Research News

UW-Madison's Vlach explains how your brain forms memories

December 18, 2015

How does your brain form memories?

UW-Madison’s Haley Vlach sheds light on this interesting topic in the Dec. 14 installment of the Blue Sky Science series.

Haley Vlach
Vlach
Vlach is an assistant professor with the School of Education’s No. 1-ranked Department of Educational Psychology and director of the Learning, Cognition & Development Lab. She begins by explaining: “The first step in forming a memory is called encoding, and encoding starts with perception. If you remember back to the first time you met your best friend, you encoded or perceived a lot of information about them.”

Vlach continues: “When you first saw your friend, information from your eyes went to the visual cortex of the brain, which is in the occipital lobe at the very back of the brain. If your friend said their name or giggled, that auditory information would go to the auditory cortex, the area of the brain around the ears.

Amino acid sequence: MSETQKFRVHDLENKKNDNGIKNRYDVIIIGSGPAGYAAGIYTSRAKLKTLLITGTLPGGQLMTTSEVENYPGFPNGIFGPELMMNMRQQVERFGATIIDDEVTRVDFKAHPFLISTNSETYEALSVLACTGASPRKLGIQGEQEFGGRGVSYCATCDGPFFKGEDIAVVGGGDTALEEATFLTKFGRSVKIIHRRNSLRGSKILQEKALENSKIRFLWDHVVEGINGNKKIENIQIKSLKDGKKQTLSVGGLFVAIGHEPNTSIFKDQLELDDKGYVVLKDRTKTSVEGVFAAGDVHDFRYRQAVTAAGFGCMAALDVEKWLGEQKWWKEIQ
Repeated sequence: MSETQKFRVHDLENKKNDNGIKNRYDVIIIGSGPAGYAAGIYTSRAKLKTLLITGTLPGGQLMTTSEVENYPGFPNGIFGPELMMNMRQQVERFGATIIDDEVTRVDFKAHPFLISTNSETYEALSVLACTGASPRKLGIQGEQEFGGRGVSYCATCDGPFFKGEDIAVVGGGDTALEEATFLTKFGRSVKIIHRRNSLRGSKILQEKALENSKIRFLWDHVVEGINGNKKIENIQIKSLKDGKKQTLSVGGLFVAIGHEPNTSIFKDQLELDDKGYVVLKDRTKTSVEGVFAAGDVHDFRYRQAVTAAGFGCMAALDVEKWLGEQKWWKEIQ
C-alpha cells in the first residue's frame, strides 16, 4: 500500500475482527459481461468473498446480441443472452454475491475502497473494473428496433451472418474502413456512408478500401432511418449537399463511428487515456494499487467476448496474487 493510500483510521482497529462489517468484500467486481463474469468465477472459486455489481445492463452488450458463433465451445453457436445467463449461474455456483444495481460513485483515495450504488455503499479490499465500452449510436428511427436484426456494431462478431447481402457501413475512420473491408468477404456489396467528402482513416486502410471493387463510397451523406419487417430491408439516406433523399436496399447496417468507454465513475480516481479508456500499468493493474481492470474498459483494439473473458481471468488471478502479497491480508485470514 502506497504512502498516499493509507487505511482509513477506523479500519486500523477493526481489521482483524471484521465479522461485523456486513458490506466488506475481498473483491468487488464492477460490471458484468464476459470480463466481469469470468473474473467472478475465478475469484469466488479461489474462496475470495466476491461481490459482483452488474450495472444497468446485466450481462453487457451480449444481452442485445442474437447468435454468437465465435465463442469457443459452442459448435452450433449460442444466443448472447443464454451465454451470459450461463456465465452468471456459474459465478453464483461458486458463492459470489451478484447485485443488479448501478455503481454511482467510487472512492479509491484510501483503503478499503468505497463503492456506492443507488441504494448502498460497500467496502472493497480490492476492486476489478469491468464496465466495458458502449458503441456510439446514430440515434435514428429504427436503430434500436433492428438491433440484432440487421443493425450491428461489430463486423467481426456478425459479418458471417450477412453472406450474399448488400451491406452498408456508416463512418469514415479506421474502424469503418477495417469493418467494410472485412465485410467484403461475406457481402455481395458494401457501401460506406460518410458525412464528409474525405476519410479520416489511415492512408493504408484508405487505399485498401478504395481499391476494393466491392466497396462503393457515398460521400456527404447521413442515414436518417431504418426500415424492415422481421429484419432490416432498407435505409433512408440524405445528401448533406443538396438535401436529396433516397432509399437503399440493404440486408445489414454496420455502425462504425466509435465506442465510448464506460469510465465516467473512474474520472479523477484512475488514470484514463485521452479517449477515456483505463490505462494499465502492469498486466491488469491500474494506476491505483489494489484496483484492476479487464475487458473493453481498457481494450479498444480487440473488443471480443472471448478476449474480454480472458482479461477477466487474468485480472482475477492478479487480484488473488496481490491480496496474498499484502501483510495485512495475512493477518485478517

“All different types of information that you perceive go to different parts of the brain.”

To learn more, make sure and check out Vlach’s entire written response in the Dec. 14 Wisconsin State Journal.

Or check out Vlach’s video explanation produced by the Morgridge Institute for Research.

Blue Sky Science is a collaborative project between the Wisconsin State Journal and the Morgridge Institute for Research. The questions are posed by visitors to the Discovery Building. The Blue Sky Science team then sets out to find an expert to answer the questions.